APS Observer, in press

Mob Rule or Wisdom of Crowds?
Introduction by APS President Susan Goldin-Meadow: New forms of media are making
it easier and easier for us to react to, and comment on, research within our community.
Although free-flowing comments and criticisms can often push an argument or research
program forward in a good direction, they can also derail, and perhaps even threaten, the
process. I invited guest columnist Susan Fiske, a former APS president, to think about
the impact that the new media are having not only on our science, but also on our
scientists.
Susan T. Fiske
APS Past President

Our field has always encouraged – required, really – peer critiques. But the new
media (e.g., blogs, twitter, Facebook posts) are encouraging uncurated, unfiltered
trash-talk. In the most extreme examples, online vigilantes are attacking individuals,
their research programs, and their careers. Self-appointed data police are
volunteering critiques of such personal ferocity and relentless frequency that they
resemble a denial-of-service attack that crashes a website by sheer volume of traffic.

Only what’s crashing are people. These unmoderated attacks create collateral
damage to targets’ careers and well being, with no accountability for the bullies. Our
colleagues at all career stages are leaving the field because of the sheer adversarial
viciousness. I have heard from graduate students opting out of academia, assistant
professors afraid to come up for tenure, mid-career people wondering how to
protect their labs, and senior faculty retiring early, all because of methodological
terrorism. I am not naming names because ad hominem smear tactics are already
damaging our field. Instead, I am describing a dangerous minority trend that has an
outsized impact and a chilling effect on scientific discourse. I am not a primary
target, but my goal is to give voice to others too sensible to object publicly.

To be sure, constructive critics have a role, with their rebuttals and letters-to-theeditor subject to editorial oversight and peer review for tone, substance, legitimacy.
Some moderated social-media groups monitor individual posts to ensure they are
appropriate. Always, of course, if critics choose to write a personal message to the
author, that’s their business. If they request the original data, scientific norms
demand delivery within reasonable constraints. All these venues respect the target.

What’s more, APS has been a leader in encouraging robust methods: transparency,
replication, power analysis, effect-size reporting, and data access. All this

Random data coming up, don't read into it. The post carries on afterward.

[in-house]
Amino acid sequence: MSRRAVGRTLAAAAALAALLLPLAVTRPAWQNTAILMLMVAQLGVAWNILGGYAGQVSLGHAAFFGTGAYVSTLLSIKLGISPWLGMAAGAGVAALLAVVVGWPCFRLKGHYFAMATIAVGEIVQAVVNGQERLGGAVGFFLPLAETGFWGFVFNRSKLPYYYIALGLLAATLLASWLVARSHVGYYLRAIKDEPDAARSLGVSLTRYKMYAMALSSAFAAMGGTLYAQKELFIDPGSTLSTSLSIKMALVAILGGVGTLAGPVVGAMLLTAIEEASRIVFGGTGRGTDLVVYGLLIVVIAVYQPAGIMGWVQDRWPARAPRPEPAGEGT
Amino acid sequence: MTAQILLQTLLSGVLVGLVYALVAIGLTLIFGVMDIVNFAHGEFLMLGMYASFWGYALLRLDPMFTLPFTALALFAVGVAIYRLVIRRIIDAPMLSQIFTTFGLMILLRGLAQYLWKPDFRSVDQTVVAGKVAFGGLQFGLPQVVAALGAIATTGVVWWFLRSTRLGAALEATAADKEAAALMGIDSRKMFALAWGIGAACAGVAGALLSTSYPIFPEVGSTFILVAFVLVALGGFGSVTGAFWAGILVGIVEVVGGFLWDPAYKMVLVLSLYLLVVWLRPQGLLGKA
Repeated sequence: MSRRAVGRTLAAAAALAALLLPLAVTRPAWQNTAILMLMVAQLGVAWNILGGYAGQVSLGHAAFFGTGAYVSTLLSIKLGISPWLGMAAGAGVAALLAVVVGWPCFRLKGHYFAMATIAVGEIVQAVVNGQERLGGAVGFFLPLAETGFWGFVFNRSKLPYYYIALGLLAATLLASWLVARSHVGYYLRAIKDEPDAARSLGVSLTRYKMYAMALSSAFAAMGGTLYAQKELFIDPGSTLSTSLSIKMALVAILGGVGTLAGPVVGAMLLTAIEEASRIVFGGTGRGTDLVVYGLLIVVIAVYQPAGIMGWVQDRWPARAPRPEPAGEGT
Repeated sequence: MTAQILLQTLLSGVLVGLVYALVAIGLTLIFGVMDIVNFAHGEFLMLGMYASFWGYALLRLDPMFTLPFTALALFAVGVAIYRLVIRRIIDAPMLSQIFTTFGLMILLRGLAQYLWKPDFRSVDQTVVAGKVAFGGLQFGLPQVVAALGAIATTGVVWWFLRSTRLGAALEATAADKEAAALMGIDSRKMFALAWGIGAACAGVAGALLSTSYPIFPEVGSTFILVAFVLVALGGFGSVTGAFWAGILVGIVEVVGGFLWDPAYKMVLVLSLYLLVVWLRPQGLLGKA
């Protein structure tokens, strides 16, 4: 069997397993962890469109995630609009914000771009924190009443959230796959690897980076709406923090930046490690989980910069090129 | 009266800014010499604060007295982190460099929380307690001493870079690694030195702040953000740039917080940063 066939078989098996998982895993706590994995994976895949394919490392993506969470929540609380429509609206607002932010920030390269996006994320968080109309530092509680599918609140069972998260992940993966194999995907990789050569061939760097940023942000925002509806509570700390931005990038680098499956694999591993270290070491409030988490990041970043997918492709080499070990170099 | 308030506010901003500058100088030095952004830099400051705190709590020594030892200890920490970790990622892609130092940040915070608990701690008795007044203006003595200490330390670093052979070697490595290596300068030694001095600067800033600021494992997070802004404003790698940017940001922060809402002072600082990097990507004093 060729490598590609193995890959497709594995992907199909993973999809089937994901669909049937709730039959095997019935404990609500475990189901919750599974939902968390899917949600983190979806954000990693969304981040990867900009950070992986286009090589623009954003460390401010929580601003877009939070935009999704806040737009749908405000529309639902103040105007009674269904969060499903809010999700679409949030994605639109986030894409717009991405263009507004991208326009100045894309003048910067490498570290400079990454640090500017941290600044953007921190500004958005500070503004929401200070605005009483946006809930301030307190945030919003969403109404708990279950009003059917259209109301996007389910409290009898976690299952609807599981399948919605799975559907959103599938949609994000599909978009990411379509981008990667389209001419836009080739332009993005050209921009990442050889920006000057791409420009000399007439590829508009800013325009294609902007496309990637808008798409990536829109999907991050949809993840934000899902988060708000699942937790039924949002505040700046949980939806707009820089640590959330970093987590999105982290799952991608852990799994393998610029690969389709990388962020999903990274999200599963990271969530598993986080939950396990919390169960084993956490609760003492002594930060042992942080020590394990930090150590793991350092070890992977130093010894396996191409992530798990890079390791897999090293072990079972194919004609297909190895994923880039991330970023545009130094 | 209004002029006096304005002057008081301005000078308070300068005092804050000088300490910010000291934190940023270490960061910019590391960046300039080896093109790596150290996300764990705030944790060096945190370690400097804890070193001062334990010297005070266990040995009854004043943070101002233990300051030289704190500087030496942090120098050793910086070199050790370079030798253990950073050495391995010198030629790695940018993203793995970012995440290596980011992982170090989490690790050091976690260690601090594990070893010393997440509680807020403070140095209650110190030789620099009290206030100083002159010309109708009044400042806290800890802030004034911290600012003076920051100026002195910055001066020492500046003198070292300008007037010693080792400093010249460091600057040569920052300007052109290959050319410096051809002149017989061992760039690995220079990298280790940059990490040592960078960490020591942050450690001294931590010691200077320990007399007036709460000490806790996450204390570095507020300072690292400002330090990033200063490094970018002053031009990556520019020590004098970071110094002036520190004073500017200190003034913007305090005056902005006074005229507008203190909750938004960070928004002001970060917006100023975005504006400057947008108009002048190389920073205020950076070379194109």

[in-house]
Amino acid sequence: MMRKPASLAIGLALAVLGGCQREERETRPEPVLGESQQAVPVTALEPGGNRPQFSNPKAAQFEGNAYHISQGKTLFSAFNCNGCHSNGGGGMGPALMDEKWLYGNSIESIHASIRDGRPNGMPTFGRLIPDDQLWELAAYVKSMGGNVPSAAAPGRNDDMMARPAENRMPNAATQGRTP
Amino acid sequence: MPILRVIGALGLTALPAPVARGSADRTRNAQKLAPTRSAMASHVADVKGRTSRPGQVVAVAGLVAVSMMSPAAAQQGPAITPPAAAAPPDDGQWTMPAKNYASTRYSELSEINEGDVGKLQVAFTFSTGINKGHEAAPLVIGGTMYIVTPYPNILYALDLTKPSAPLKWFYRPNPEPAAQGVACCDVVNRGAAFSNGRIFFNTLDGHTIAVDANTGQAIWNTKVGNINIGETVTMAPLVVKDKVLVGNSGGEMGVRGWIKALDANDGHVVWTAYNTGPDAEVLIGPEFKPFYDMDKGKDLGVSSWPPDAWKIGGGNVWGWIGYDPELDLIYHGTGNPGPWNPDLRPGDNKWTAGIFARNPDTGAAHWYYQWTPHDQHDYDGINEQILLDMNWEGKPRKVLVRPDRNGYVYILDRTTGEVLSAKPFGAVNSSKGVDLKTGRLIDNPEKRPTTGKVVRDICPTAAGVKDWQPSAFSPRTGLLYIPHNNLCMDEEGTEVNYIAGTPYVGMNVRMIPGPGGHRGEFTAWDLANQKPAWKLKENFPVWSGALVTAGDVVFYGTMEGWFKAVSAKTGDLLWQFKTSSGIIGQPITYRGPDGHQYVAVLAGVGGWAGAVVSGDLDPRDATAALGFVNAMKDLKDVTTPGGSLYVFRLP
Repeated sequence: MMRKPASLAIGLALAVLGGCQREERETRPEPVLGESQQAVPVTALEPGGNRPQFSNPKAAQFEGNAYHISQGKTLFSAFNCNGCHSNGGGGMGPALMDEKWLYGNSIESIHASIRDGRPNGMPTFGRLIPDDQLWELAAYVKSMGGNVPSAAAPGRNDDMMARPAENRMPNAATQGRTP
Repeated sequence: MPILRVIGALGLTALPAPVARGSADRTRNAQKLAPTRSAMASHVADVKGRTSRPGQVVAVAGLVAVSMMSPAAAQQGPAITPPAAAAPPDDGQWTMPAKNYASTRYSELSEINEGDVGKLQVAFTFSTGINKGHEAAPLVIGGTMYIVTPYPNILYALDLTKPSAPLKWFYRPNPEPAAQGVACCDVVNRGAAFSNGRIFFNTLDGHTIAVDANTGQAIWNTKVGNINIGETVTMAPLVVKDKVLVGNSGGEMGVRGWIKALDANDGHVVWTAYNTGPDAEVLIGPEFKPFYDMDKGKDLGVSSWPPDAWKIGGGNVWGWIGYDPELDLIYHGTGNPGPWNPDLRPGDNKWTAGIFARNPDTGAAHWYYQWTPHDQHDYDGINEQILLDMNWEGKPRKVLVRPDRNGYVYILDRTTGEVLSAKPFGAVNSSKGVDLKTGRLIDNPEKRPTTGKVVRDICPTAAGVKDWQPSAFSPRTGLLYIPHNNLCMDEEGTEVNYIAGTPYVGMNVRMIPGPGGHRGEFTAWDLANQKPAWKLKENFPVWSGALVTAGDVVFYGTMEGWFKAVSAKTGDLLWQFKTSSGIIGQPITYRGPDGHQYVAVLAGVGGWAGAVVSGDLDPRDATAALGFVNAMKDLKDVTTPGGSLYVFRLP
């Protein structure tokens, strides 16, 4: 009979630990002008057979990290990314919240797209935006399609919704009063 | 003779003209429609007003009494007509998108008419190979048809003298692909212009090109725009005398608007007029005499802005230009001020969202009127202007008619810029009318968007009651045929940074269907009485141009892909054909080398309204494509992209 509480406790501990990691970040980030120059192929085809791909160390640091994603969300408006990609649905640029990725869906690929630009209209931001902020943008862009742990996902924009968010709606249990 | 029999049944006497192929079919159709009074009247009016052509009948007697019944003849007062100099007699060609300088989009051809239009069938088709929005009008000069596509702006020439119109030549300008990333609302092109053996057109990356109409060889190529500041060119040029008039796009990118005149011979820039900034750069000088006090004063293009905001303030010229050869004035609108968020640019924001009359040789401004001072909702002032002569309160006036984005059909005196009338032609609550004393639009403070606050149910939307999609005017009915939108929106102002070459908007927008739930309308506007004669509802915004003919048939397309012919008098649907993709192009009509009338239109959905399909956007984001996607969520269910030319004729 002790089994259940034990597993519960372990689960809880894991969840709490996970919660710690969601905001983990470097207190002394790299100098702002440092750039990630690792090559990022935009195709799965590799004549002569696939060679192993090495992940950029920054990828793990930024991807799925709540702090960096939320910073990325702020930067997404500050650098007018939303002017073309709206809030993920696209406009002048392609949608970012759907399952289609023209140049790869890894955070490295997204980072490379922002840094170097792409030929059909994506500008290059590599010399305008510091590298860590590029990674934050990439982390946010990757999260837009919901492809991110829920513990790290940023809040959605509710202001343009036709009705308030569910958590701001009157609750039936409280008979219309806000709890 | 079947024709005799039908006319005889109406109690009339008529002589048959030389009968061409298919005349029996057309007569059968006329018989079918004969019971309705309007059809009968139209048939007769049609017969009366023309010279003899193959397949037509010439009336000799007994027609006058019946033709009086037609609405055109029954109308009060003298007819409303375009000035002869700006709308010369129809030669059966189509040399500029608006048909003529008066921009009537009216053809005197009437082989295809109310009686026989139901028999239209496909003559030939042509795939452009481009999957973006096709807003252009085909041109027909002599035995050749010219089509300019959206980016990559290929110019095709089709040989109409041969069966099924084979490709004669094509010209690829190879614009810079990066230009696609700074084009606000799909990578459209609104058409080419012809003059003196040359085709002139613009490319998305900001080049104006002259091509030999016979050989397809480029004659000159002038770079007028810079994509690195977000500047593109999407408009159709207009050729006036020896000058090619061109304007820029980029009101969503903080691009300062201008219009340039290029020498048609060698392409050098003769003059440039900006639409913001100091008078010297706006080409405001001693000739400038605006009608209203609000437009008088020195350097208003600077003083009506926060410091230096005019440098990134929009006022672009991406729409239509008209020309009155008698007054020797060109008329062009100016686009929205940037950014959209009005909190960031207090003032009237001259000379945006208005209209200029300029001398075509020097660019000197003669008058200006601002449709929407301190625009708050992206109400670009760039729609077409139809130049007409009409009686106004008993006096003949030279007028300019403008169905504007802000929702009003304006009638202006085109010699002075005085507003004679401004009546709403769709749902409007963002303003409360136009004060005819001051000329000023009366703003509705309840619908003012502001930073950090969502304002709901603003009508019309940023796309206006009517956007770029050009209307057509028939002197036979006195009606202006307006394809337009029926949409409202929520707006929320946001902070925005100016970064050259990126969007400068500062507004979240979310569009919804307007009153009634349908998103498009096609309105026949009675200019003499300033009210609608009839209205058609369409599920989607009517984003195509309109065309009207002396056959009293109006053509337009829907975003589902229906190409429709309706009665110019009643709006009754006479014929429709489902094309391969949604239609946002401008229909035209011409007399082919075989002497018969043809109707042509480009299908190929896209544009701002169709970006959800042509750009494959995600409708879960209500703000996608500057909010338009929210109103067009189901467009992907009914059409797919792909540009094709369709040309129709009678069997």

strengthens our field because APS innovates via expert consensus and explicit
editorial policies. Individuals’ research is judged through monitored channels, most

often in private with a chance to improve (peer review), or at least in moderated
exchanges (curated comments and rebuttals). These venues offer continuing
education, open discussion, and quality control. These constructive efforts draw on
the volunteer talent of many, in the greater good and respecting the individual
investigator.

In contrast, the self-appointed destructive critic’s role now includes public shaming
and blaming, often implying dishonesty on the part of the target and other innuendo
based on unchecked assumptions. Targets often seem to be chosen for scientifically
irrelevant reasons: their contrary opinions, professional prominence, or careerstage vulnerability.

The destructo-critics are ignoring ethical rules of conduct because they circumvent
constructive peer review: They attack the person, not just the work; they attack
publicly, without quality controls; they have sent their unsolicited, unvetted attacks
to tenure-review committees and public-speaking sponsors; they have implicated
targets’ family members and advisors. Not all self-appointed critics behave
unethically, and some do so more than others. One hopes that these critics aim to
improve the field, not harm people. But the fact is that these vigilante critiques are
harming people. They are a far cry from peer-reviewed critiques, which serve
science without destroying lives.
Ultimately, science is a community, and we are in it together. We agree to abide by
scientific standards, ethical norms, and mutual respect. We trust but verify, and
science improves in the process. Psychological science has achieved much through
collaboration, but also through responding to constructive adversaries who make
their critiques respectfully. The key word here is constructive.
APS Past President Susan T. Fiske is Eugene Higgins Professor of Psychology and
Professor of Public Affairs at Princeton University. Her research focuses on how
stereotyping, prejudice, and discrimination are influenced by cooperation,
competition, power, and other social relationships. She is a recipient of the 2017 APS
James McKeen Cattell Fellow Award.